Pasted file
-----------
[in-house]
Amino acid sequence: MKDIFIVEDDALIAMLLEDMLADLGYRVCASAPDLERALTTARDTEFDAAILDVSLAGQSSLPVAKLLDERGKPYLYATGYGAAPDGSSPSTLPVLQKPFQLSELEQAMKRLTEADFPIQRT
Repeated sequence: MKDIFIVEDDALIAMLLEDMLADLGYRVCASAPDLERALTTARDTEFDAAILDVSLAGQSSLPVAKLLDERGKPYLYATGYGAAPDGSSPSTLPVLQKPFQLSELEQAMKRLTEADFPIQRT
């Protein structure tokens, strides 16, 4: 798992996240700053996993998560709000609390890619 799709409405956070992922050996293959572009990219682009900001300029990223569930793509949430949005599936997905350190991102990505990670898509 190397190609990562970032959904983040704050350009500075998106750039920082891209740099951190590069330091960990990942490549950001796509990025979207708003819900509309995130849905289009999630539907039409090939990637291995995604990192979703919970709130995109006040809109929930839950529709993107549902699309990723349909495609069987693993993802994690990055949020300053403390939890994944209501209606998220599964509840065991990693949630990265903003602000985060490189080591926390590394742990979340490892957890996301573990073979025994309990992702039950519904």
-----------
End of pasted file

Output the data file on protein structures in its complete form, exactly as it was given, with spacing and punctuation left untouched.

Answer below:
[in-house]
Amino acid sequence: MKDIFIVEDDALIAMLLEDMLADLGYRVCASAPDLERALTTARDTEFDAAILDVSLAGQSSLPVAKLLDERGKPYLYATGYGAAPDGSSPSTLPVLQKPFQLSELEQAMKRLTEADFPIQRT
Repeated sequence: MKDIFIVEDDALIAMLLEDMLADLGYRVCASAPDLERALTTARDTEFDAAILDVSLAGQSSLPVAKLLDERGKPYLYATGYGAAPDGSSPSTLPVLQKPFQLSELEQAMKRLTEADFPIQRT
């Protein structure tokens, strides 16, 4: 798992996240700053996993998560709000609390890619 799709409405956070992922050996293959572009990219682009900001300029990223569930793509949430949005599936997905350190991102990505990670898509 190397190609990562970032959904983040704050350009500075998106750039920082891209740099951190590069330091960990990942490549950001796509990025979207708003819900509309995130849905289009999630539907039409090939990637291995995604990192979703919970709130995109006040809109929930839950529709993107549902699309990723349909495609069987693993993802994690990055949020300053403390939890994944209501209606998220599964509840065991990693949630990265903003602000985060490189080591926390590394742990979340490892957890996301573990073979025994309990992702039950519904």